Photo Katastrophi: A Series if Imperfect Imagabes
by Jeffrey Sass
In this body of work I am attempting to create a counterpoint to the current state of photography by creating a series of imperfect, unique images. It seems that what is valued today is sharp, fully resolved digital perfection. That once achieved, can be endlessly re-printed for mass consumption, each one undistinguishable from another. Ink on paper.
The word, “Katastrophi” is from Ancient Greek. It means to ruin or undo. Photo Katastrophi celebrates the imperfections of the hand-created image. Each one is unique and unduplicatable. When I went into the darkroom for this body of work I worked loosly, bending rules, allowing myself to create mistakes, seeing what directions they could drive the work. The materials that were used added to the Katastrophi. Some of the photographic papers were decades expired and acted unpredictably, creating tones and textures that were unforseen. The gelatin photoemulsions on the film and the papers were deliberately distressed or melted away so that other emulsions could be reapplied and exposed.
The subject matter for the images was chosen because of their timeless or mechanical nature. Technology from the current century was avoided so as to excentuate the hand made qualities of the work. The passage of time, the combination of time and light to create the historic photographic image all serve as an analog statement in a digital world.
Jeffrey Sass, Artist
I began in film photography with a Diana camera purchased for me by my grandmother at the Ben Franklin for $2.98 when I was about 6 years old. I used it until I broke it and moved up to my parents’ Argus 75. I can mark each period of my life by what camera I was using and what I found visually fascinating. At middle age I have been exhibited and published but one thing has not changed throughout my artistic life. I believe that it is the duty of the artist to find beauty and meaning where most don’t look for it. This has carried through my work in art photography as well as portraiture and is how I define artists to my students.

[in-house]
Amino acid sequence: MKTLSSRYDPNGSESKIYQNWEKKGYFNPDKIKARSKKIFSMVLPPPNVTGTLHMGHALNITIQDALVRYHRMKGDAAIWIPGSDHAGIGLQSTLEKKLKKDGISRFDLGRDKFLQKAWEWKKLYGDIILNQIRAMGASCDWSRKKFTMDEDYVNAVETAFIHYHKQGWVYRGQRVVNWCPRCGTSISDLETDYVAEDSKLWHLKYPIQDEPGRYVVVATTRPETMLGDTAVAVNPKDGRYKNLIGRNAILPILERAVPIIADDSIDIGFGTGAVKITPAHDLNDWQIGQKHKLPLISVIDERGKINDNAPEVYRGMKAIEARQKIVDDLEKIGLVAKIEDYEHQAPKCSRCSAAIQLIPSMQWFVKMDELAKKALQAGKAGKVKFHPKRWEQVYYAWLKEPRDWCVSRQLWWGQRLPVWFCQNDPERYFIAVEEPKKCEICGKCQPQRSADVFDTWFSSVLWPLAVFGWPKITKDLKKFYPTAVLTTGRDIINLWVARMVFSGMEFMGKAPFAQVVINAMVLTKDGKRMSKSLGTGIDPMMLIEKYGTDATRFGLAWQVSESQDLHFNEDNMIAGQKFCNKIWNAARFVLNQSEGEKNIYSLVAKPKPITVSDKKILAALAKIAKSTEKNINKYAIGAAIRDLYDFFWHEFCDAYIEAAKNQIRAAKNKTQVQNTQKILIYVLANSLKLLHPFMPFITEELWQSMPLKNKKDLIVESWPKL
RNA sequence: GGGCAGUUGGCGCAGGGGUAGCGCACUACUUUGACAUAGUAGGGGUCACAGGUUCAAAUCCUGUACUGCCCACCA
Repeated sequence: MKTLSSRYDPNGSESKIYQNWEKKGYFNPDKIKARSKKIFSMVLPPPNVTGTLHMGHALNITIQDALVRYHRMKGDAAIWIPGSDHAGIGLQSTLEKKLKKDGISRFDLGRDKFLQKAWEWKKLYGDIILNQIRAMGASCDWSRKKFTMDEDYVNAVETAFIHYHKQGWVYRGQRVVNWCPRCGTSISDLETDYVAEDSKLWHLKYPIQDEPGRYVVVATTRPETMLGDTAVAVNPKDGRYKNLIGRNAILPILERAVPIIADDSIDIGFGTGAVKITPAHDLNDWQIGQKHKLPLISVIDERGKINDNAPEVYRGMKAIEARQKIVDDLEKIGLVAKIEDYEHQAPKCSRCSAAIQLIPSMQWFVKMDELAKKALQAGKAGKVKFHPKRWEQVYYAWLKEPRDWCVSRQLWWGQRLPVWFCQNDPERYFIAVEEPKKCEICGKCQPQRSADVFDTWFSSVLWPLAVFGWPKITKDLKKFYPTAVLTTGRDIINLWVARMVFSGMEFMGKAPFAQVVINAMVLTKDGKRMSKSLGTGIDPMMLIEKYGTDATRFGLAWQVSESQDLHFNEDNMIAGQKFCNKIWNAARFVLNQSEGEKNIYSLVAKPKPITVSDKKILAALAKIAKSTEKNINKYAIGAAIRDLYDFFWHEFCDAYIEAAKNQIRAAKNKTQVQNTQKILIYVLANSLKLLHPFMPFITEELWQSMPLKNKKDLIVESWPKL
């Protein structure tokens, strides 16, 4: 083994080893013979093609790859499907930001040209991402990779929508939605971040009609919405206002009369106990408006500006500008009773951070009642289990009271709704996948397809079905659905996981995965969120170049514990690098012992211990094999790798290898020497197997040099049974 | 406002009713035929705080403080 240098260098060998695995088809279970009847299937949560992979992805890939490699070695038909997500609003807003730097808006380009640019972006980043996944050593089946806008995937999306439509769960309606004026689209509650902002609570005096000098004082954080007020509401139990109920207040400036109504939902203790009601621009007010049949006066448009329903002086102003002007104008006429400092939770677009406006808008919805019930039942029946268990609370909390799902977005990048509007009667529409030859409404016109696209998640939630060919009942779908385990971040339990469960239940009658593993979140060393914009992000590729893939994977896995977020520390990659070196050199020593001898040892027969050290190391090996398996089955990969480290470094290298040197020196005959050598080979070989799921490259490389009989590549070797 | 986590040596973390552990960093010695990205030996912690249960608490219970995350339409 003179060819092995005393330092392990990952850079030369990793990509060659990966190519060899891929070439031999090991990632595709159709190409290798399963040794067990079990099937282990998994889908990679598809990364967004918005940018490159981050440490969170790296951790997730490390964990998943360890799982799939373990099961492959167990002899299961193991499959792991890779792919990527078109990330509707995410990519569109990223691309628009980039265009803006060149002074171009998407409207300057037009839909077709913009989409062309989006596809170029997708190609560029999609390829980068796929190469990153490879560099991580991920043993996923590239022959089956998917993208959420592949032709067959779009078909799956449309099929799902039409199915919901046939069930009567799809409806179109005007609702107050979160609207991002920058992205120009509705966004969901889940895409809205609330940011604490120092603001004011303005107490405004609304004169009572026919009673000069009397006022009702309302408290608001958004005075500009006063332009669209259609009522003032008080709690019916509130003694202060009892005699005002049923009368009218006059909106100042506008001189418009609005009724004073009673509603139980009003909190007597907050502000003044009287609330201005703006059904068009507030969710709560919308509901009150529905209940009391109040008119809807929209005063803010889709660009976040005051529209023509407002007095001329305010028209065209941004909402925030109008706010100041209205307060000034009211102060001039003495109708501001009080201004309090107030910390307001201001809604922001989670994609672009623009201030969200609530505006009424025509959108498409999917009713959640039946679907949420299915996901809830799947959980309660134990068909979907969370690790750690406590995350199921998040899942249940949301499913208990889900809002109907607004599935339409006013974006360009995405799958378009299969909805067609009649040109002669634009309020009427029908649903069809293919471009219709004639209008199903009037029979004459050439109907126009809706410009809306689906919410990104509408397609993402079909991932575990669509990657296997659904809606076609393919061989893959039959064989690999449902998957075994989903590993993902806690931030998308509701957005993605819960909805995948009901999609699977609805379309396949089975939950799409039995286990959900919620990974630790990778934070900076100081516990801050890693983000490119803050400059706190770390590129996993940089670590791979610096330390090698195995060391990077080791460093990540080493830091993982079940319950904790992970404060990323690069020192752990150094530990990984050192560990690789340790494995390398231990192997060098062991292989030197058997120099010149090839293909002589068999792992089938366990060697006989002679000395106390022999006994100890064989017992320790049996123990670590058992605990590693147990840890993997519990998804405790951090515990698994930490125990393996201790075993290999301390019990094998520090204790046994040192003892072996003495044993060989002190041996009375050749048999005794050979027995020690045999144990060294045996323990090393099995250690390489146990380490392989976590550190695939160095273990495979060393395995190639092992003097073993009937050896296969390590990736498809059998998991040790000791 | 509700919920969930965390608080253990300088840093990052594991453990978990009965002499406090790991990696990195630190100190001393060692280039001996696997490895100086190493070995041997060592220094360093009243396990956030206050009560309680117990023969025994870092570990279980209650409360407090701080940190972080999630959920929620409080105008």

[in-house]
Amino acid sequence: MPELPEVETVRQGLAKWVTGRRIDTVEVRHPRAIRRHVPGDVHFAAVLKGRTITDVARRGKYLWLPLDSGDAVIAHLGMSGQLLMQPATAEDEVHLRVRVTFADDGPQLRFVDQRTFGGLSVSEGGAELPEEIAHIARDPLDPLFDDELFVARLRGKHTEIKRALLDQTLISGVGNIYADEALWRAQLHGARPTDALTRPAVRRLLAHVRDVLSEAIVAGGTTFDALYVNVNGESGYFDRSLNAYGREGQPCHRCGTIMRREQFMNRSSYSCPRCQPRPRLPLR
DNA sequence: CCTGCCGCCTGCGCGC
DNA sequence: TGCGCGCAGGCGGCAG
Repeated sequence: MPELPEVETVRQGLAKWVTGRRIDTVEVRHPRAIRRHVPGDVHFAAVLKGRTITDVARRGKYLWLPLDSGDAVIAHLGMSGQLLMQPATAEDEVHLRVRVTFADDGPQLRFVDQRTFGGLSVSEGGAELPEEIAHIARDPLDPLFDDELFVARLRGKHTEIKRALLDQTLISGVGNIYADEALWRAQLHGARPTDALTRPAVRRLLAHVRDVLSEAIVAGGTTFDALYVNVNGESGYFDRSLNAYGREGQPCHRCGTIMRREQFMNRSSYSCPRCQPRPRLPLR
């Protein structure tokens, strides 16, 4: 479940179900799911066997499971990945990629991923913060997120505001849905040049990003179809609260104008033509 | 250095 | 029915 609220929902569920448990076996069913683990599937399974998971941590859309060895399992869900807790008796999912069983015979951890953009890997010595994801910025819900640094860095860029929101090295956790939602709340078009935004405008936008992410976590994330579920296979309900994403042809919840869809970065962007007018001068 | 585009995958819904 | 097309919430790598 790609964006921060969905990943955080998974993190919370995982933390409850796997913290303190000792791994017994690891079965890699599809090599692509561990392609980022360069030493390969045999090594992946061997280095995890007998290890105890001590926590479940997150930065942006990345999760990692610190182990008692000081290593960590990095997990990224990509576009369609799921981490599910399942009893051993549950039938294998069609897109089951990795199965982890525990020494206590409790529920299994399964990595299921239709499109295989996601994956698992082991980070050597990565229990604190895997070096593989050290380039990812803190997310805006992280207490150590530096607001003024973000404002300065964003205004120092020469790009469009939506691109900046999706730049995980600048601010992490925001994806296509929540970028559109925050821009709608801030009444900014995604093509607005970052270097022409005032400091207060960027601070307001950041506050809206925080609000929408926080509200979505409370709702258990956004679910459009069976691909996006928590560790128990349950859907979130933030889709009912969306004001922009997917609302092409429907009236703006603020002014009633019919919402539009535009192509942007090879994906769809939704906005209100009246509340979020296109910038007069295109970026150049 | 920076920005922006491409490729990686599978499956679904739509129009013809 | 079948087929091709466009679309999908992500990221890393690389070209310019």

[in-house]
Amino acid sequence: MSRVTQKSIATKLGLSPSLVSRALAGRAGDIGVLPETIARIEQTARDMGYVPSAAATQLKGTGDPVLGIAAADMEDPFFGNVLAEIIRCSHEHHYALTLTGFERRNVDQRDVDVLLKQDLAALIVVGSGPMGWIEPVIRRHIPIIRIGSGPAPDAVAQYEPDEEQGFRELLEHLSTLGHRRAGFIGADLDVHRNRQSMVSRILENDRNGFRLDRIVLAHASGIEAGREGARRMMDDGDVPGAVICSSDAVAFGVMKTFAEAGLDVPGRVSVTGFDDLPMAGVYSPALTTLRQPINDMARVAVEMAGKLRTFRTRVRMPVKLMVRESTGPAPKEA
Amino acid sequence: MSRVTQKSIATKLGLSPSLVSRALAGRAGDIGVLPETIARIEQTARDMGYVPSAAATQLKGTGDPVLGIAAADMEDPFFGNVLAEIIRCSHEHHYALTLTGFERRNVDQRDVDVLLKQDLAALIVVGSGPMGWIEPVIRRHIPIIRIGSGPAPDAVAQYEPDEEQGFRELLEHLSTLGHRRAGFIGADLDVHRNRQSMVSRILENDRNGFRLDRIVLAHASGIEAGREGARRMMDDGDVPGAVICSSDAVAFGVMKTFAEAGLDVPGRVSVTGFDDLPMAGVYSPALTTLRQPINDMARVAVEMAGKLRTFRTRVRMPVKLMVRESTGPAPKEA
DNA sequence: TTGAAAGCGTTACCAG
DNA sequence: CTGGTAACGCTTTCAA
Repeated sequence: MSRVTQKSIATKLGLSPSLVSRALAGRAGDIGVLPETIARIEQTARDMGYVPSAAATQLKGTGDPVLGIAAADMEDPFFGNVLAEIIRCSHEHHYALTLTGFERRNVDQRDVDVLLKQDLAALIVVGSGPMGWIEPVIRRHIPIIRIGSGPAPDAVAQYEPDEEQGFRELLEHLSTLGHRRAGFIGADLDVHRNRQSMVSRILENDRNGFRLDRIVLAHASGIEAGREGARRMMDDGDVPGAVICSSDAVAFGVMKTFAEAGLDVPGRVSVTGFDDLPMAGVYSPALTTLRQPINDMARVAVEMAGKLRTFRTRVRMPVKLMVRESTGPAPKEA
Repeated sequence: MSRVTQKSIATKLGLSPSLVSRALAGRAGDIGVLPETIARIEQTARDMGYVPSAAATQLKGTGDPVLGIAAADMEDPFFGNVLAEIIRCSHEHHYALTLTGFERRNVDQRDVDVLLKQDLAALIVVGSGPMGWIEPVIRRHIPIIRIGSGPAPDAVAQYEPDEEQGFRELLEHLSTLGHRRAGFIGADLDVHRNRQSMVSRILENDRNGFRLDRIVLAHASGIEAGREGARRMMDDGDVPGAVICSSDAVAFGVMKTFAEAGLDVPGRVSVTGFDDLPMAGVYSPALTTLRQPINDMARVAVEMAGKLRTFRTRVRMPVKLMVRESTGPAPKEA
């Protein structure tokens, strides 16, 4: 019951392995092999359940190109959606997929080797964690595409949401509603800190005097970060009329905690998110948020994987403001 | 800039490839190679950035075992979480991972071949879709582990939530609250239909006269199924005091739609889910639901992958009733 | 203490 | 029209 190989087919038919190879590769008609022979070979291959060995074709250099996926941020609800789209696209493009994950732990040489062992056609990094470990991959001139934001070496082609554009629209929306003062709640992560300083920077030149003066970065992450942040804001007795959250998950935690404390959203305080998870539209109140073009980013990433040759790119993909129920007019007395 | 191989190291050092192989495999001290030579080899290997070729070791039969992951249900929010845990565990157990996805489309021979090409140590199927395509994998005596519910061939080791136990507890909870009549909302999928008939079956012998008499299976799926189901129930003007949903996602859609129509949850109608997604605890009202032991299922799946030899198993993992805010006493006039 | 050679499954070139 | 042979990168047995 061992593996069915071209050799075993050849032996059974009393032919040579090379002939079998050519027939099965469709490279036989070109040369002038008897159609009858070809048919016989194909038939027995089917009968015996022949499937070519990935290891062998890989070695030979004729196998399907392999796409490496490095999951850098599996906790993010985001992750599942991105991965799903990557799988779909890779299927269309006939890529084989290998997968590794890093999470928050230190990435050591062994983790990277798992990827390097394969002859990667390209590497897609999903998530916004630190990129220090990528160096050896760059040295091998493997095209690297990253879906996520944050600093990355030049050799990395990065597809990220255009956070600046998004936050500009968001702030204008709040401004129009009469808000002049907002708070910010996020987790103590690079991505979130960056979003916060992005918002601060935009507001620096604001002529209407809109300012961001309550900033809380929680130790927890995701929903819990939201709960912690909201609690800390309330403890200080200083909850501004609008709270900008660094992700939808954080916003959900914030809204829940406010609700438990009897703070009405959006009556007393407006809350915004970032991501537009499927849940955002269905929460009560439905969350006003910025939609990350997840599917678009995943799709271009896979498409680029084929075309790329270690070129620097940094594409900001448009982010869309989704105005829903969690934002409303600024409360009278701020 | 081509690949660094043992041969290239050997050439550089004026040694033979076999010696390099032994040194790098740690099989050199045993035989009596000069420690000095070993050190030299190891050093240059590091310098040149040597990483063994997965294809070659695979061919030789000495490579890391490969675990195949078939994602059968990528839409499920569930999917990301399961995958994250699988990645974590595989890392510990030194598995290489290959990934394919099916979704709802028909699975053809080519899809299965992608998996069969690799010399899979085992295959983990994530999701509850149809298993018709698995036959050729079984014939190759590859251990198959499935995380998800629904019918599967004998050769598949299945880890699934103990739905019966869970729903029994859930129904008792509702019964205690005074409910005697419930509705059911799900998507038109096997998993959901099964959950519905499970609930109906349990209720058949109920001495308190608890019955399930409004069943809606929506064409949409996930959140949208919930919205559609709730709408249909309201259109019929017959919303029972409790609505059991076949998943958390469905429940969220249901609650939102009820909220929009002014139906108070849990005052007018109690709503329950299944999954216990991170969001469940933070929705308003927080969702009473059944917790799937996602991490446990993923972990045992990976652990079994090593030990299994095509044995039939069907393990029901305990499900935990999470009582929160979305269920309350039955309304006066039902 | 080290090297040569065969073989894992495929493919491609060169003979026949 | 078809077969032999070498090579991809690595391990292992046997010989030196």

I am an amateur photographer and make my living as an art educator. I have taught a range of students in my career, from kindergarten up to the university level. No matter where I have settled, my classroom always has had a darkroom somewhere. As a teacher I treasure the looks kids get when they see an image develop for the very first time. It’s as close as we get to witnessing real magic.
I have been a photographer all of my life. I own and shoot minox negatives through 8×10. In my current work I want to separate myself from the world of digital photography. I feel that I accomplish this by combining various photographic techniques and mixed media. I regularly use decades expired film and photographic papers.
There are two main bodies of my work. One is a salon type of printing that is sometimes tinted with oils. The other is a photographic mixed media in which I combine processes, adding to or cutting up prints to create a piece. In our marketplace where photographers are commonplace it is my goal not to be. I want to recontextualize what defines a handmade photograph in a digital world.
I am currently living in St. Louis Missouri along with 60 cameras, a wife, two dogs and a growing backlog of film that I keep telling myself that I have to develop.